In this first of two episodes recorded in 2019, we talk to Simon Barnes, the award-winning sportswriter, revered birder and Chair of 2020 and 2021's Keats-Shelley Prizes.
Inspired by last year’s Prize theme of Songbird, we discussed, among other things:
- Simon’s changing relationship with nature
- how he fell in love with birds and birding
- what birding means in the 21st century
- the relationship between birds and Romantic poetry in particular.
- We even address the question of John Keats' wonky nightingale.
Simon Barnes is unique in the world of literature. How many revered sports writers are also revered nature writers too? Off the top of my head I can think of one: Simon Barnes himself. For many years the chief sports of the Times, he covered seven Olympics, five World Cups, a Superbowl and the World Chess Championship. His profiles included everyone from David Beckham to Red Rum, his publications range from novels about Hong Kong to a biography about England off-spinner Phil Edmunds.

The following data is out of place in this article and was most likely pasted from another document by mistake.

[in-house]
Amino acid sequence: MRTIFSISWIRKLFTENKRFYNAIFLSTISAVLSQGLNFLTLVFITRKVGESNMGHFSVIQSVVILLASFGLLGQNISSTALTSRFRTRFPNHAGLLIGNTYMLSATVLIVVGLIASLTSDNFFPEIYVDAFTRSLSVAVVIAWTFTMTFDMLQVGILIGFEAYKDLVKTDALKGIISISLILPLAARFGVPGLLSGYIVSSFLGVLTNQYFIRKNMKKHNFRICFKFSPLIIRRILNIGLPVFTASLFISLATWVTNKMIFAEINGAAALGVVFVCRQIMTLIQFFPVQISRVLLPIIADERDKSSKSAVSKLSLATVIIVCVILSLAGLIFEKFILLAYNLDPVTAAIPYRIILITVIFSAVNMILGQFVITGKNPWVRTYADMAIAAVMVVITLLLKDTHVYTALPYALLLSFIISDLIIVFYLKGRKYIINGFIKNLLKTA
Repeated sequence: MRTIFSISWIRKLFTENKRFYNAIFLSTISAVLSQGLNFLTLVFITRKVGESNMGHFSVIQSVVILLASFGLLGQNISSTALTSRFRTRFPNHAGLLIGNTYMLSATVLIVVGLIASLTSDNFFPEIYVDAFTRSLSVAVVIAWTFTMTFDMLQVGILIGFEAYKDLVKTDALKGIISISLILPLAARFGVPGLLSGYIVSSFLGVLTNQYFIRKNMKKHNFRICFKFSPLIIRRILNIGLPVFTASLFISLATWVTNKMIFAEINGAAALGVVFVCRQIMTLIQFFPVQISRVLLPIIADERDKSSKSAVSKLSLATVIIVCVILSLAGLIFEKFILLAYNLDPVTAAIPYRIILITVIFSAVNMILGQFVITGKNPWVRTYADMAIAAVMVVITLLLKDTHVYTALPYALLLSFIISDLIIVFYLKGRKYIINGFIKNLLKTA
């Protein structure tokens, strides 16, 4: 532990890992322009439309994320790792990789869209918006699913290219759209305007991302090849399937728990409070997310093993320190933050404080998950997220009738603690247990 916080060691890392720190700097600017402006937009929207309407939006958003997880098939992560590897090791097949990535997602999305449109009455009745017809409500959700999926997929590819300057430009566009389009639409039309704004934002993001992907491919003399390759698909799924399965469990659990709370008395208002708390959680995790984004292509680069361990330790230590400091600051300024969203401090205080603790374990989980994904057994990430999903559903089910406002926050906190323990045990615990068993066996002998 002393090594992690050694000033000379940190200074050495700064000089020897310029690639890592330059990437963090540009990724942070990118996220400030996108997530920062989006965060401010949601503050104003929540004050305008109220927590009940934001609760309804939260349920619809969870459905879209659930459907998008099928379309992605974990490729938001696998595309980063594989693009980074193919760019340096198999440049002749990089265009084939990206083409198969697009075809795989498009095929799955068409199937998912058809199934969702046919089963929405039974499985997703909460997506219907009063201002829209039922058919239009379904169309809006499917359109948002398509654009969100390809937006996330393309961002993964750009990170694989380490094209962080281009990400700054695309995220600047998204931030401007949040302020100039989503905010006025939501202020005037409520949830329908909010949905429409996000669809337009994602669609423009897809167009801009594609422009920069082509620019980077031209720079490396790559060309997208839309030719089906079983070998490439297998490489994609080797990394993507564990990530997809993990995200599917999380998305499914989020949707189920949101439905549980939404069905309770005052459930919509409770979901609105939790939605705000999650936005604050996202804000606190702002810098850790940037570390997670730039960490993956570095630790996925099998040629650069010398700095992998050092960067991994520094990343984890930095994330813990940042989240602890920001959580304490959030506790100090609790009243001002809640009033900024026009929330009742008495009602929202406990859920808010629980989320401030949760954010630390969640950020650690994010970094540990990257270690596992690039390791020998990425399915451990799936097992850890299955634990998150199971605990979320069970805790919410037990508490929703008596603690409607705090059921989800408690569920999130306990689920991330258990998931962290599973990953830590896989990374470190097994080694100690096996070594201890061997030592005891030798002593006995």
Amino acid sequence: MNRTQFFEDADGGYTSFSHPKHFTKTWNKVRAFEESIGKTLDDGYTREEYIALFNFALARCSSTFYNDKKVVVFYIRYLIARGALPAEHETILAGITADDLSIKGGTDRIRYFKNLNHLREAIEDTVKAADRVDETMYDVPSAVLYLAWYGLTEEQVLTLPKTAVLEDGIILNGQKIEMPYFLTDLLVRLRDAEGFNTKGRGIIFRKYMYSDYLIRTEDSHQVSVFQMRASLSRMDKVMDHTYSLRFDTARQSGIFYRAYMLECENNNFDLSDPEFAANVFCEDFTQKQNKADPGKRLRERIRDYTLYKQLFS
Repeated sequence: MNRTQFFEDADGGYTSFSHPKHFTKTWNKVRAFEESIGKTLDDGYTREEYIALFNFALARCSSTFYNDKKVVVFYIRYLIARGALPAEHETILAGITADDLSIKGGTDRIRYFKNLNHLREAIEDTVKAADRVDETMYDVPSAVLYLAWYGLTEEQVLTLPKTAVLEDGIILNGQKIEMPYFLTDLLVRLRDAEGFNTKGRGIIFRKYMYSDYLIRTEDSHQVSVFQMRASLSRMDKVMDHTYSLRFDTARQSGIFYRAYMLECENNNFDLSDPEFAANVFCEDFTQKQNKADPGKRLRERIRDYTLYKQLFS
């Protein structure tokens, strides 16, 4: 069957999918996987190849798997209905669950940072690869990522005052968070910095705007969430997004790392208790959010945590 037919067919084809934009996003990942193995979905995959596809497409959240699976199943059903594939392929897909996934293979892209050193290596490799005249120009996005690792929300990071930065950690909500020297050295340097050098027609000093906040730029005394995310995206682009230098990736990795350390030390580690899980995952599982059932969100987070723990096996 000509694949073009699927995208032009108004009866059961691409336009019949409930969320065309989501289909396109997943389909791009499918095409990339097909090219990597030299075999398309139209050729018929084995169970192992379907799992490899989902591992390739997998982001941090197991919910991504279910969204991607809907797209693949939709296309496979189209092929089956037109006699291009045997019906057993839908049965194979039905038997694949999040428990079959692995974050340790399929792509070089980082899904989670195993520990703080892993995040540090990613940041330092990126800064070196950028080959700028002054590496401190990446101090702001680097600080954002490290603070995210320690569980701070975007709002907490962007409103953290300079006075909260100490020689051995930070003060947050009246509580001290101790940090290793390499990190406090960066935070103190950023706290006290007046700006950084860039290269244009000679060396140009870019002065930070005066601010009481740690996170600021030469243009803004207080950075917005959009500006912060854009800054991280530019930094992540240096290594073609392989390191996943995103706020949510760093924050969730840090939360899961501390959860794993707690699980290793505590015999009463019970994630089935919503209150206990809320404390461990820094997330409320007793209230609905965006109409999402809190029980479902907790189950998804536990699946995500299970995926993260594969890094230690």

What elevated Barnes above his peers was prose that could pithily encapsulate the drama simmering underneath the surface action: ‘With Sampras the beauty was subtle, the tactics and execution obvious. With Federer, it was exactly the other way around,’ as he wrote in his 2018 career-spanning retrospective, Epic. As is shown by his reading from his excellent The Meaning of Birds, Barnes has brought similarly acute sensitivity to his accounts of the natural work - and of birds and birdsong above all.
This is one reason we approached Simon to be the Chair of 2020's Keats-Shelley and Young Romantics Prizes - for poetry and essays. Our annual theme was 'Songbirds', to mark the composition 200 years ago of PB Shelley’s To a Skylark and the publication in book form of John Keats’ Ode to a Nightingale.
For more about Simon Barnes visit: simonbarnesauthor.co.uk
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This podcast was written and presented by James Kidd. The KS Podcast theme tune is ‘Androids Always Escape’ by Chris Zabriskie. Visit http://chriszabriskie.com/